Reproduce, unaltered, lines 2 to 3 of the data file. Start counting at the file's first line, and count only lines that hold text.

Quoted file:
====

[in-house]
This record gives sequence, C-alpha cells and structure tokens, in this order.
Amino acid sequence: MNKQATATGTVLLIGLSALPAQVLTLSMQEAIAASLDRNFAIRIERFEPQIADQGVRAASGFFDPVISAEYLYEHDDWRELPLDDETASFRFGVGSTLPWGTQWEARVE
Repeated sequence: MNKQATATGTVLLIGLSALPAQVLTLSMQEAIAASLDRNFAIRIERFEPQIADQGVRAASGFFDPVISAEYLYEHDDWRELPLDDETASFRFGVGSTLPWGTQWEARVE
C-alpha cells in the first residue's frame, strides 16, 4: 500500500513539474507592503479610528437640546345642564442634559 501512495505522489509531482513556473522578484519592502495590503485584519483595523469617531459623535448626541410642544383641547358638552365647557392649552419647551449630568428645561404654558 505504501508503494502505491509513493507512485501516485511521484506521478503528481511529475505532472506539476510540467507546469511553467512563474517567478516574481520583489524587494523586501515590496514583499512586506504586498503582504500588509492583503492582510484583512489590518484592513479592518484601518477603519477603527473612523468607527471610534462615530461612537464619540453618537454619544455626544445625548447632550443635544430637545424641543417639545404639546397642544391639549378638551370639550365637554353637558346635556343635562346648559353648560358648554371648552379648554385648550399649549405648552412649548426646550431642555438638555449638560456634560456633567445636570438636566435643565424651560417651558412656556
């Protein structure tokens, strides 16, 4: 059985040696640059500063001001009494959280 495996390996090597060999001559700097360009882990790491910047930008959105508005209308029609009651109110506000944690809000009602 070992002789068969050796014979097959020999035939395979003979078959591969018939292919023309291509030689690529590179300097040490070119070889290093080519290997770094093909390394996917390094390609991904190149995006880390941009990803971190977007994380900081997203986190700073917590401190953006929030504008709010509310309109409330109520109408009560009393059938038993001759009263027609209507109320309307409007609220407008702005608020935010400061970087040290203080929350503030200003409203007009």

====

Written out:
This record gives sequence, C-alpha cells and structure tokens, in this order.
Amino acid sequence: MNKQATATGTVLLIGLSALPAQVLTLSMQEAIAASLDRNFAIRIERFEPQIADQGVRAASGFFDPVISAEYLYEHDDWRELPLDDETASFRFGVGSTLPWGTQWEARVE